Still, there are happier stories to tell. Montana is the most improved state. Others that have significantly boosted their proficiency standards relative to the NAEP include Texas, Arkansas, and Wisconsin.

Best of all, a handful of states continued to impress, grading their own performance on a particularly tough curve. Massachusetts, South Carolina, Wyoming, Maine, and Missouri all once again earned As, along with newcomer Washington, D.C.

Oklahoma and Tennessee once again share the Cream Puff Award because their self-reported performance is much higher than can be justified by their national assessment scores.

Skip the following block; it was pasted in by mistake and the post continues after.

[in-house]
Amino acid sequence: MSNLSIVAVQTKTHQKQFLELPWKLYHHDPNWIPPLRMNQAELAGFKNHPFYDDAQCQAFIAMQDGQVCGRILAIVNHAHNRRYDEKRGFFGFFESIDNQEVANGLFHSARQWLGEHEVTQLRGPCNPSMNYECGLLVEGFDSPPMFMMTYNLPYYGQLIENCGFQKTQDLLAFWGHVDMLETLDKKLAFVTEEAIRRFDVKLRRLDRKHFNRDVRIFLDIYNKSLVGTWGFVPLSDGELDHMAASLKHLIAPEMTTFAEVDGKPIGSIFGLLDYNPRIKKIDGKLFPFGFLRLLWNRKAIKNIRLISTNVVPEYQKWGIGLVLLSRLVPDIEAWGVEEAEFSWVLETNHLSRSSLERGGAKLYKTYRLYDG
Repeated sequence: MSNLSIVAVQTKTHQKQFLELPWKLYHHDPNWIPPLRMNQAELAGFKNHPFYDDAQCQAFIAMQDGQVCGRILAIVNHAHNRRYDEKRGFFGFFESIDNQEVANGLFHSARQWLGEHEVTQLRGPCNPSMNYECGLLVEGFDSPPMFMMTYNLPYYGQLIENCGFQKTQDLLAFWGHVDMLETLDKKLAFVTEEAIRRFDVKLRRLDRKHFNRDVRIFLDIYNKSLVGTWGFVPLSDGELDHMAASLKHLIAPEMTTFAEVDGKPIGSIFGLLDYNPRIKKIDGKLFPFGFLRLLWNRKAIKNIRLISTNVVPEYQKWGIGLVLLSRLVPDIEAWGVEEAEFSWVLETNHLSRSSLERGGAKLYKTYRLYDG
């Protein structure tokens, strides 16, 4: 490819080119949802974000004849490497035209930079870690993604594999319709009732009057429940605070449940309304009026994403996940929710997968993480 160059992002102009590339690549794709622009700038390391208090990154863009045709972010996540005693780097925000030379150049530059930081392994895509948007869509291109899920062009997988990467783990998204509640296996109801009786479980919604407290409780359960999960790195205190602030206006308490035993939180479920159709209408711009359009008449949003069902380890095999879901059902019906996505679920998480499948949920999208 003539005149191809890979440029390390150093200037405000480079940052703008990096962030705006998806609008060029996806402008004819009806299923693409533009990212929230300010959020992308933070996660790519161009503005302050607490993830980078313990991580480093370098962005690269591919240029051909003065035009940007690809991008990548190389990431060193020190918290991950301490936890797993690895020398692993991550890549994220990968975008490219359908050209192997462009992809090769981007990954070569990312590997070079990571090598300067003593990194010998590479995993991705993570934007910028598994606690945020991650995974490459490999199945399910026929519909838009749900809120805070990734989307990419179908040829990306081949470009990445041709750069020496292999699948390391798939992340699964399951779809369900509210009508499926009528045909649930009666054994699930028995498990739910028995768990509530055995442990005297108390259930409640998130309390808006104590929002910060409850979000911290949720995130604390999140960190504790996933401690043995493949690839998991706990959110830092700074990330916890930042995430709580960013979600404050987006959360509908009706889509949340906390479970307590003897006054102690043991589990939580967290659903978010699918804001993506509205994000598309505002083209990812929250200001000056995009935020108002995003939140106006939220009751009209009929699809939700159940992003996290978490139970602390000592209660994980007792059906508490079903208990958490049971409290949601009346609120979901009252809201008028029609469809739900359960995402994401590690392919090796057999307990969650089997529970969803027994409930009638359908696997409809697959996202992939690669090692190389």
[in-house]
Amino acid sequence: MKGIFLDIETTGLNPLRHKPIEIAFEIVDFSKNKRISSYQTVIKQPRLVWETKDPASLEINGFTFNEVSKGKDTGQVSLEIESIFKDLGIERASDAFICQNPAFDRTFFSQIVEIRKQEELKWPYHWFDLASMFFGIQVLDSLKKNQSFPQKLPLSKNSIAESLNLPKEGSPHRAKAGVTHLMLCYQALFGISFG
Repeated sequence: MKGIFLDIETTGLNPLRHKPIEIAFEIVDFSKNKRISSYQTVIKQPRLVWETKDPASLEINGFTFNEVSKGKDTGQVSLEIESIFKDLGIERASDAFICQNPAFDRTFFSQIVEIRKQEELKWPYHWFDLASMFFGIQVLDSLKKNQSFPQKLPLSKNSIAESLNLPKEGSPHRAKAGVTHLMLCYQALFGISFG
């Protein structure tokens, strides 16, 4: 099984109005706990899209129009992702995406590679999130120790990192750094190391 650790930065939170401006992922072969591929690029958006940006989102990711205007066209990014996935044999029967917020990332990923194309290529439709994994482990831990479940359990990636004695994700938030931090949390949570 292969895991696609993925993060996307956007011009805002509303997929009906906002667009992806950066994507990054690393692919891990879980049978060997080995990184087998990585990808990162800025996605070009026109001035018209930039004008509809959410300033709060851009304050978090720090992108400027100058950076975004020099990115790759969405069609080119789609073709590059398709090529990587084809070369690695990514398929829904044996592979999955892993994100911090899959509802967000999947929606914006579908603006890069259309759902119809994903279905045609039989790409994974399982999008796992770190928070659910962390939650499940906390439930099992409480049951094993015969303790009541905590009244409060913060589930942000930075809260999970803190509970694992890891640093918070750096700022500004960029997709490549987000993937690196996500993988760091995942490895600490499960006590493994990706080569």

Shining a light on the standards that states set is crucial, as it helps remind state officials that there is a right way and a wrong way to ace a test. Of course, having high standards is the crucial first step; the next, and more difficult, one is making sure that a high percentage of students reach that standard. In that regard, all states need to do much better if no child is to be left behind.